Last May, we wrote about a new machine from healthcare giant Johnson & Johnson that could sedate patients for routine medical procedures.
The device handled one of the most common and yet risky hospital procedures: Putting someone to sleep so they don’t feel discomfort or pain, yet not so asleep that they don’t wake up.
At the time, the Sedasys machine was being used in just four hospitals, including the one we visited in Toledo. We watched as the Sedasys device provided basic anesthesiology services to a series of patients undergoing routine endoscopies and colonoscopies.
No longer did you need a trained anesthesiologist. And sedation with the Sedasys machine cost $150 to $200 for each procedure, compared to $2,000 for an anesthesiologist, one of healthcare’s best-paid specialties. The machine was seen as the leading lip of an automation wave transforming hospitals.
But Johnson & Johnson recently announced it was pulling the plug on Sedasys because of poor sales.
It comes as the healthcare company earlier this year unveiled plans to shake up its medical device businesses, including laying off 4 to 6 percent of its medical device employees worldwide over the next two years. Johnson & Johnson reported that revenue from its specialty medical devices – Sedasys and others – have been flat for more than a year, hovering at just over $200 million each quarter. It did not break out Sedasys figures.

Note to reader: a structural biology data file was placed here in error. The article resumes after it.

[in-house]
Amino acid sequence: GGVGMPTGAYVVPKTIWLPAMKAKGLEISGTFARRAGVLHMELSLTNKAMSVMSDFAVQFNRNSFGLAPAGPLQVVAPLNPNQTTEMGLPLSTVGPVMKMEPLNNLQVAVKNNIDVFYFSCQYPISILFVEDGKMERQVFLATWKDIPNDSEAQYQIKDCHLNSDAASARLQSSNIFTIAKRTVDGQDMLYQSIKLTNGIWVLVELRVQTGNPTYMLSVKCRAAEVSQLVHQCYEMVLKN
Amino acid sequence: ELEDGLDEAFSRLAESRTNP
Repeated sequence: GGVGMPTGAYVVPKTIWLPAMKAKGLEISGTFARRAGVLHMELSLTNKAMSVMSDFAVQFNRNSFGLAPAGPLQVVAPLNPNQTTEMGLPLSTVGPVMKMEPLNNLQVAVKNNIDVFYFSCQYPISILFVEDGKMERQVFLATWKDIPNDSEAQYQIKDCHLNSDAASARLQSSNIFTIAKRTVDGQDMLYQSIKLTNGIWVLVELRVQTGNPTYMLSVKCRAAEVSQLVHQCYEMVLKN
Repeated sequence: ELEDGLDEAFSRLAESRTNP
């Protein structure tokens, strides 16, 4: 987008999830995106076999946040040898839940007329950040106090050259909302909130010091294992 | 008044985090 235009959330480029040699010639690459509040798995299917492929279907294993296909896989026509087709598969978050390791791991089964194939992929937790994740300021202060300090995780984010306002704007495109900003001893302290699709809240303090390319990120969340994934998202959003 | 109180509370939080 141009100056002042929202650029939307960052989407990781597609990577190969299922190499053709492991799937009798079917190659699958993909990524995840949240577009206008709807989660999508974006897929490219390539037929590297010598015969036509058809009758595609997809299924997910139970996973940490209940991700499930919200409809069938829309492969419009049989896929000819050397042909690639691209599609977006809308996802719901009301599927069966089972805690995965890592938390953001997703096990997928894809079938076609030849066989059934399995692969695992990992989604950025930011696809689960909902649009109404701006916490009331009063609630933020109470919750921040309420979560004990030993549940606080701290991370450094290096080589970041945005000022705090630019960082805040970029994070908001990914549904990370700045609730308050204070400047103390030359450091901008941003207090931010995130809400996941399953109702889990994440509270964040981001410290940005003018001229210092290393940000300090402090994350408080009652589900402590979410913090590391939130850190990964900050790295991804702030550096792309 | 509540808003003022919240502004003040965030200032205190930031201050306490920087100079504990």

Sedasys was never welcomed by human anesthesiologists. Before it even hit the market, the American Society of Anesthesiologists campaigned against it, backing down only once the machine’s potential uses were limited to routine procedures such as colonoscopies.
The Post's story back in May provoked an outpouring of messages from anesthesiologists and nurse anesthetist who claimed a machine could never replicate a human’s care or diligence. Many sounded offended at the notion that a machine could do their job.
And, at least when it comes to the Sedasys machine, they were right.